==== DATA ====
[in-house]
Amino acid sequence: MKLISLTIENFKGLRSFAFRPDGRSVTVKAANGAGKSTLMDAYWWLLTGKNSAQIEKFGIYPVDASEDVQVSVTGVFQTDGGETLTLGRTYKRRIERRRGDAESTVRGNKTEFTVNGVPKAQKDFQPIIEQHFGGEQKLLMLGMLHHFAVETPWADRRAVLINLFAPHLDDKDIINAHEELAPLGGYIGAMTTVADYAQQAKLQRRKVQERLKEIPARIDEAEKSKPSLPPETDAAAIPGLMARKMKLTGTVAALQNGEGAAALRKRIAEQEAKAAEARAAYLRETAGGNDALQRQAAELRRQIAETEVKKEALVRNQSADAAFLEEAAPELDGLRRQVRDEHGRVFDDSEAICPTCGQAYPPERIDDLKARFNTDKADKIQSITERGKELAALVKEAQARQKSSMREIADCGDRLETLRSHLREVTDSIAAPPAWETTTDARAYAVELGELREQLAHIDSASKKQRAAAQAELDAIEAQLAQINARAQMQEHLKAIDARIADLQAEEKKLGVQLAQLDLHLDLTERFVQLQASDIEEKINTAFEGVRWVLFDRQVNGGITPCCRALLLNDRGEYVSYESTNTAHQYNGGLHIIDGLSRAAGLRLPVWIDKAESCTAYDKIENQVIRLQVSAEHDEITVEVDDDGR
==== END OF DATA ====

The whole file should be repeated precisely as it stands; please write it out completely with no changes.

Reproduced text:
[in-house]
Amino acid sequence: MKLISLTIENFKGLRSFAFRPDGRSVTVKAANGAGKSTLMDAYWWLLTGKNSAQIEKFGIYPVDASEDVQVSVTGVFQTDGGETLTLGRTYKRRIERRRGDAESTVRGNKTEFTVNGVPKAQKDFQPIIEQHFGGEQKLLMLGMLHHFAVETPWADRRAVLINLFAPHLDDKDIINAHEELAPLGGYIGAMTTVADYAQQAKLQRRKVQERLKEIPARIDEAEKSKPSLPPETDAAAIPGLMARKMKLTGTVAALQNGEGAAALRKRIAEQEAKAAEARAAYLRETAGGNDALQRQAAELRRQIAETEVKKEALVRNQSADAAFLEEAAPELDGLRRQVRDEHGRVFDDSEAICPTCGQAYPPERIDDLKARFNTDKADKIQSITERGKELAALVKEAQARQKSSMREIADCGDRLETLRSHLREVTDSIAAPPAWETTTDARAYAVELGELREQLAHIDSASKKQRAAAQAELDAIEAQLAQINARAQMQEHLKAIDARIADLQAEEKKLGVQLAQLDLHLDLTERFVQLQASDIEEKINTAFEGVRWVLFDRQVNGGITPCCRALLLNDRGEYVSYESTNTAHQYNGGLHIIDGLSRAAGLRLPVWIDKAESCTAYDKIENQVIRLQVSAEHDEITVEVDDDGR